Bitterly, the queen orders her men to kill Duny, but Geralt steps in to defend him after seeing that he is being unfairly dishonored. After Pavetta shows her frightening abilities, Calanthe concedes, and the fighting stops. Once Duny returns to human form, he thanks Geralt for saving his life. Duny and Pavetta eventually have a daughter, Cirilla, who is destined to be bonded to Geralt through the Law of Surprise. But many who haven't read the books might not make the connection that Duny is an alias for Emhyr var Emreis, who becomes the Emperor of Nilfgaard — a sworn enemy of Cintra. Geralt can be seen interacting with the emperor in "The Witcher 3: The Wild Hunt" via an uneasy late-life alliance as they both act as fathers to Ciri. However, like most of the sovereign nations throughout the land, Geralt isn't especially thrilled with the emperor's territorial expansion campaign.

While not believing in destiny, Geralt unwittingly becomes an enforcer of destiny

Throughout the early days of "The Witcher" Netflix series, Geralt rejects the idea of destiny or any fated plan overseen by a higher power. While he respects everyone's right to believe as they wish, he simply sees life as cruel circumstance. Despite his rejection of the notion, Geralt often becomes an agent of destiny without realizing it. In the Netflix series, it's made entirely clear that Geralt is destined to seek out Cirilla. While her name is not known early on, it eventually becomes clear. Nevertheless, as the years pass, he casts the prophetic ramblings of people like Renfri aside, believing that he is in full control of his path.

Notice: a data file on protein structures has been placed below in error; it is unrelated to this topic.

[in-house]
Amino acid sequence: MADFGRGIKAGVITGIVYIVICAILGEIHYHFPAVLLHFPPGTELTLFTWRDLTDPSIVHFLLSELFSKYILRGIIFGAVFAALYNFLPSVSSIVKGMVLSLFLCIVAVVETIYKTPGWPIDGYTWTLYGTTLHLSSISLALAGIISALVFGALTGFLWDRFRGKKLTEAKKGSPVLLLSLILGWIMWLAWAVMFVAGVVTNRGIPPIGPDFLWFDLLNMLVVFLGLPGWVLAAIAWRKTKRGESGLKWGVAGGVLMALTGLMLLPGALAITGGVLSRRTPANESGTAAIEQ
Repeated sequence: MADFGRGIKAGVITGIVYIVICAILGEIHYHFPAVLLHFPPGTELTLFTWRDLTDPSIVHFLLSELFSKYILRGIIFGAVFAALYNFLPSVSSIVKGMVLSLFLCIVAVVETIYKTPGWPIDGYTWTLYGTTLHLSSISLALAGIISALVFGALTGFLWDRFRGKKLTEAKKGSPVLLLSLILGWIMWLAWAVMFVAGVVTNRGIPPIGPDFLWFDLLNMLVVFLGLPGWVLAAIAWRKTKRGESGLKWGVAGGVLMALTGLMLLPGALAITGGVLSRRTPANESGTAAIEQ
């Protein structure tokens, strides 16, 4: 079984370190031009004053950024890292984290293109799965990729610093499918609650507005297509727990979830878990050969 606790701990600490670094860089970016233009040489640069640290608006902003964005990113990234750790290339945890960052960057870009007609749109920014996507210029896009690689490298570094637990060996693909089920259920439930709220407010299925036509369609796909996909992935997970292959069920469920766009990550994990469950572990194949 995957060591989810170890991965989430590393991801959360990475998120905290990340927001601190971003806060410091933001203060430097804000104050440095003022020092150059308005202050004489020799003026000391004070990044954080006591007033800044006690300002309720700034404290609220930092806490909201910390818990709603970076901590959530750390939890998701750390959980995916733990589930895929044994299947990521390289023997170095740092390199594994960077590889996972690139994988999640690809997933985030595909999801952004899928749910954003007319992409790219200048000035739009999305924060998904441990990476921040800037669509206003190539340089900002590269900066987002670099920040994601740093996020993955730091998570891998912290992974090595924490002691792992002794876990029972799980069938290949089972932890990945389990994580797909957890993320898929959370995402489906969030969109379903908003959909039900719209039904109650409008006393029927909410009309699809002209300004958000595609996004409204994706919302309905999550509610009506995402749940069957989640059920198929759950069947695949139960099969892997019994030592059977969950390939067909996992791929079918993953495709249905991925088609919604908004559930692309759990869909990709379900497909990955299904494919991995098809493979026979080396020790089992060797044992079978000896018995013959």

After Geralt protects Duny in an act of justice — seeing as he had claimed the Law of Surprise — he is granted the same privilege. While he refuses to stake the claim, Queen Calanthe comes to terms with the idea that Ciri's destiny is at the side of Geralt, the savior of her father Duny. When the Nilfgaard forces descend upon Cintra, Queen Calanthe sends Ciri away to seek out Geralt. The two eventually unite, and Geralt becomes a protector and mentor to the young girl, forging a bond that was always fated by destiny — Geralt's actions simply enabled the union.

Geralt's infatuation with Yennefer begins while attempting to save his friend's life

The bard Dandelion (or Jaskier, as he is known in the Netflix series) becomes a rather endearing travel companion to Geralt. Unsurprisingly, the Netflix series depicts Geralt's relationship with him as a bit of comic relief. The bard, who is certainly no warrior, finds himself in the midst of trouble and leaves it up to Geralt to handle the dirty work. Eventually, Dandelion spreads word of Geralt's deeds and adventures through song across the land, gaining him notoriety that he didn't necessarily want. Despite all of this, when Dandelion becomes afflicted with a deadly ailment after unleashing a Djinn, Geralt desperately seeks aid to save his friend.